"I guess everybody wishes that," she said, sitting at a picnic table after having surfed a heat at a Sebastian Inlet competition in January.

Two years ago, when she was 12 years old, she came up with a company name and trademarked it around the world for clothing, shoes, makeup and accessories.

The company name is Sea Princess, and she has its logo emblazoned on her boards, giving the name exposure before she has the first T-shirt to sell.

Her brother, Erik, sees huge marketing potential in a girl who looks like a supermodel but can ride waves like the best guys.

"That girl does not exist in surfing," Erik said. "Lisa Anderson came closest."

Anderson, a four-time world champion surfer, was named by Sports Illustrated Women as being among the century's 100 greatest sportswomen, but she is far from a household name.

To have the marketing potential of, say, a Tiger Woods or Michael Jordan, one needs not only to be the best, but to participate in a heavily televised sport, said Steven Levitt, president of Marketing Evaluations/TvQ.

"You may have a pretty young lady who is doing great things with a surfboard, and she may break into modeling and acting," said Levitt, whose company compiles Q ratings -- popularity rankings -- for entertainment and sports figures.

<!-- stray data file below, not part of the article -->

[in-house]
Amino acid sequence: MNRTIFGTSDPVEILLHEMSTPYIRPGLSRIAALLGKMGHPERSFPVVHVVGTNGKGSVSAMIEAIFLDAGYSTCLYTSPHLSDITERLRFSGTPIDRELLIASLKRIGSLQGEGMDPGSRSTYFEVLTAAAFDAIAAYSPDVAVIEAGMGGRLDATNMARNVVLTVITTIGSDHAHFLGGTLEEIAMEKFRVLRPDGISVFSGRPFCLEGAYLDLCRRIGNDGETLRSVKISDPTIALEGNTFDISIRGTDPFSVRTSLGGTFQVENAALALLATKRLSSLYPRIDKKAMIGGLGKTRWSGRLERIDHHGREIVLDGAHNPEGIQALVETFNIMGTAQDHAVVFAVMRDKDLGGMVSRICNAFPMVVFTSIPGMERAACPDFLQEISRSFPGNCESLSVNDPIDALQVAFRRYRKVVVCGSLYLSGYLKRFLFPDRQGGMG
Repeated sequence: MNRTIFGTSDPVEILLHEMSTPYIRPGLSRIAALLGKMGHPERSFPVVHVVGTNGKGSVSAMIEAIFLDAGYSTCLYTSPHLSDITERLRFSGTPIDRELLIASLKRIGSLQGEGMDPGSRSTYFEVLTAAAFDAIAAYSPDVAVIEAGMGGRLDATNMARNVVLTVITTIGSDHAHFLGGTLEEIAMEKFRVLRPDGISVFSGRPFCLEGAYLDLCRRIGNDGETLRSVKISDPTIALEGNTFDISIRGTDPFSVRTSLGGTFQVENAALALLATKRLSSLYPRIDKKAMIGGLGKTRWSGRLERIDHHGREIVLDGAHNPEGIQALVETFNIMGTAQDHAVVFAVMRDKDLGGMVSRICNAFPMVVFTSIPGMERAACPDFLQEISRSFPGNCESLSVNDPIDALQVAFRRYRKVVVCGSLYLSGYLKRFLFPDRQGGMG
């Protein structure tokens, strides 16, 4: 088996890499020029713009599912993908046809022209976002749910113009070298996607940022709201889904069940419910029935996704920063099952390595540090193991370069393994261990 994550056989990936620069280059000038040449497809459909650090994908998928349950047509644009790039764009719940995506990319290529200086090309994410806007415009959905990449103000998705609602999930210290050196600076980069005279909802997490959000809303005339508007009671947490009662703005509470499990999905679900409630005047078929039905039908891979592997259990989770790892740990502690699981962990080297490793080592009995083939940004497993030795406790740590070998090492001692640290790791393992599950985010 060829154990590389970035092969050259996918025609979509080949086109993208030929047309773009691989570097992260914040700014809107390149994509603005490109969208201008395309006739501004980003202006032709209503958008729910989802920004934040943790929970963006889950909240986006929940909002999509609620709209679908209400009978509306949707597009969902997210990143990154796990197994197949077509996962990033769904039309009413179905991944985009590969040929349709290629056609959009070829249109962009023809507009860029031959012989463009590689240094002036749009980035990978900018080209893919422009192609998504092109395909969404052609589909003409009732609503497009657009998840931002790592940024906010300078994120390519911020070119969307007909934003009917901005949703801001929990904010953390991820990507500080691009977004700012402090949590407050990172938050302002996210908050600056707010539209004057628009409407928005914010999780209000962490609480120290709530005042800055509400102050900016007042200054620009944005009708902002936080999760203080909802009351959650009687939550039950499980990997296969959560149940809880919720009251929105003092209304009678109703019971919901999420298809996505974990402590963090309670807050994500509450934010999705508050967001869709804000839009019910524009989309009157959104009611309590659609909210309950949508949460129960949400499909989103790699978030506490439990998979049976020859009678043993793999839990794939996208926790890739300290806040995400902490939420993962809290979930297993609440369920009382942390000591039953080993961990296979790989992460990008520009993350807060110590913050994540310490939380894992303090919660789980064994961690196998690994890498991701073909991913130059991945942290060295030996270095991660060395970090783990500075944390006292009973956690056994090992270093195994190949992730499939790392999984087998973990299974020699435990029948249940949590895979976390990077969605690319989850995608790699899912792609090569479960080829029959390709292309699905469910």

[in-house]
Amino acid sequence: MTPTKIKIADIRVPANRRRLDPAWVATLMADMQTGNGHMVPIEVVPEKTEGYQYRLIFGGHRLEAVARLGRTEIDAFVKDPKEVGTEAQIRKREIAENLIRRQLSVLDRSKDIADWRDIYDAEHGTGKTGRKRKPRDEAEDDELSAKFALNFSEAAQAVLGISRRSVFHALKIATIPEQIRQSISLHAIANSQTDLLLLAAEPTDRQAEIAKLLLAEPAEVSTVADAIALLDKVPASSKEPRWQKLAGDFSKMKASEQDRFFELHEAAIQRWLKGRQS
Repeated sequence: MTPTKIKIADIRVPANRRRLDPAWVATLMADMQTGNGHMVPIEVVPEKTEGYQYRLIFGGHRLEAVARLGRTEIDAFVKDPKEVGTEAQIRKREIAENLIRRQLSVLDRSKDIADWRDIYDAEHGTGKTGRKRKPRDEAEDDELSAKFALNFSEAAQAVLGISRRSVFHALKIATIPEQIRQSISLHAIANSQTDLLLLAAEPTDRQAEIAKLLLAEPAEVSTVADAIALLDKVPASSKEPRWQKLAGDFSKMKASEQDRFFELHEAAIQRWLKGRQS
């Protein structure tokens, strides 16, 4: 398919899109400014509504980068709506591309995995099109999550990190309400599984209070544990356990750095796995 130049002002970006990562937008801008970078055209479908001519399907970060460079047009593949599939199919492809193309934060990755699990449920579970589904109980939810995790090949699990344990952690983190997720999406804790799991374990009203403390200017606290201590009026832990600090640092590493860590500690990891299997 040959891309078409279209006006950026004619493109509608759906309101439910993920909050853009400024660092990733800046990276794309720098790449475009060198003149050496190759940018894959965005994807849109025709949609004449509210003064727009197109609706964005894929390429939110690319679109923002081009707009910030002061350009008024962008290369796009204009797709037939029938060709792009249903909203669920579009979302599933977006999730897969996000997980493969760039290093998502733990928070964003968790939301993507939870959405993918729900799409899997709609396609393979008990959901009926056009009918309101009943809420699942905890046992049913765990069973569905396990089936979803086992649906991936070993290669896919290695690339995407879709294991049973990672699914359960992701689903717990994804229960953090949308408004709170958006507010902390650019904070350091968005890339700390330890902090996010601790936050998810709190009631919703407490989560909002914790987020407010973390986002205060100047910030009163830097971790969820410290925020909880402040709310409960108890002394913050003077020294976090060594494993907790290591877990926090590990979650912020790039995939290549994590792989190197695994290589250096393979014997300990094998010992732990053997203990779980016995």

"But it's going to take an awful lot to break through the clutter of all of those other sports personalities," he said.

The corporate interest in Karina has upped a notch since she won the National Scholastic Surfing Association championships held in June at Lower Trestles near Huntington Beach, Calif. It was Karina's first appearance at what is considered the most competitive of national amateur competitions.

Since then, Karina has had a few serious inquiries from major surfwear manufacturers, and she and her brother are checking out the companies' images and how they use athletes. She wonders what those in the industry will conclude if she doesn't nail down one big sponsorship deal by the time nationals roll around again this summer.

"I was thinking that if I don't, people might be wondering if I'm hard to deal with," she said.

She is no stranger to commercial exposure. She has been on MTV. She is featured, along with some of the top female surfers in the world, in an extreme women's surfing video by the makers of Blue Crush. She is comfortable in front of a camera, having modeled swimwear and surf clothes for catalogs for years.

But Karina has a list of things she won't do, including overly suggestive modeling and signing on with a company that won't let her continue relationships with some of the smaller companies that have been with her for years.

"Some people might say she's too picky," her brother said. "But I think most people have admired her.

"Wouldn't you want to brand yourself with a company that you could keep as your image for the rest of your life?"

-- Alicia Caldwell can be reached at Alicia@sptimes.com or (727)893-8145

Among surfer Karina Petroni's sponsors:

Point Conception swimwear

Vans shoes

Electric eyewear

Sticky Bumps surf wax and deck pads

Surfco Hawaii online surf shop

The Betty Series surf camp and contest promoters

Aqua East surf shop